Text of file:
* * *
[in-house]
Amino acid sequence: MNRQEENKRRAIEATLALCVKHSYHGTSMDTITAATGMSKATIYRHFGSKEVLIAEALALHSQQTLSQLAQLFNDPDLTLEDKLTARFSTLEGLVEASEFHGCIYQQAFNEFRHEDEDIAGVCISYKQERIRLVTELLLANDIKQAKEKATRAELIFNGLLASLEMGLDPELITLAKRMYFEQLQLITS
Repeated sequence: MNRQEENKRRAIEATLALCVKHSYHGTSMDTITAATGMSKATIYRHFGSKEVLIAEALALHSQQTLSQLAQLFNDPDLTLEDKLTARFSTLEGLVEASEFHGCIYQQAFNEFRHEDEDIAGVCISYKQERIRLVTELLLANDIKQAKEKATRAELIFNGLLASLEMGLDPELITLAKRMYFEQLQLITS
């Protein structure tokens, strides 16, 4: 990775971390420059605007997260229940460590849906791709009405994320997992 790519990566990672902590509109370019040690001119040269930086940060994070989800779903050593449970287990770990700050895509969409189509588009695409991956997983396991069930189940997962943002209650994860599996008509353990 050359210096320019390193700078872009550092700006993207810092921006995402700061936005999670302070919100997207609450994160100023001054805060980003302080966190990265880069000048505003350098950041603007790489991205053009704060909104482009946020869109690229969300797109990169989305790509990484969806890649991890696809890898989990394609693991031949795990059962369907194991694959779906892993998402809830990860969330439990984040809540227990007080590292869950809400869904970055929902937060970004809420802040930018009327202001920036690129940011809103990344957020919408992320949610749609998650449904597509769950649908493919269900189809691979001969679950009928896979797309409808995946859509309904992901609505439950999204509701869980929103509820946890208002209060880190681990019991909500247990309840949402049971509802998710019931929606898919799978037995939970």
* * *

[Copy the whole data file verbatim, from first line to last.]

[in-house]
Amino acid sequence: MNRQEENKRRAIEATLALCVKHSYHGTSMDTITAATGMSKATIYRHFGSKEVLIAEALALHSQQTLSQLAQLFNDPDLTLEDKLTARFSTLEGLVEASEFHGCIYQQAFNEFRHEDEDIAGVCISYKQERIRLVTELLLANDIKQAKEKATRAELIFNGLLASLEMGLDPELITLAKRMYFEQLQLITS
Repeated sequence: MNRQEENKRRAIEATLALCVKHSYHGTSMDTITAATGMSKATIYRHFGSKEVLIAEALALHSQQTLSQLAQLFNDPDLTLEDKLTARFSTLEGLVEASEFHGCIYQQAFNEFRHEDEDIAGVCISYKQERIRLVTELLLANDIKQAKEKATRAELIFNGLLASLEMGLDPELITLAKRMYFEQLQLITS
């Protein structure tokens, strides 16, 4: 990775971390420059605007997260229940460590849906791709009405994320997992 790519990566990672902590509109370019040690001119040269930086940060994070989800779903050593449970287990770990700050895509969409189509588009695409991956997983396991069930189940997962943002209650994860599996008509353990 050359210096320019390193700078872009550092700006993207810092921006995402700061936005999670302070919100997207609450994160100023001054805060980003302080966190990265880069000048505003350098950041603007790489991205053009704060909104482009946020869109690229969300797109990169989305790509990484969806890649991890696809890898989990394609693991031949795990059962369907194991694959779906892993998402809830990860969330439990984040809540227990007080590292869950809400869904970055929902937060970004809420802040930018009327202001920036690129940011809103990344957020919408992320949610749609998650449904597509769950649908493919269900189809691979001969679950009928896979797309409808995946859509309904992901609505439950999204509701869980929103509820946890208002209060880190681990019991909500247990309840949402049971509802998710019931929606898919799978037995939970």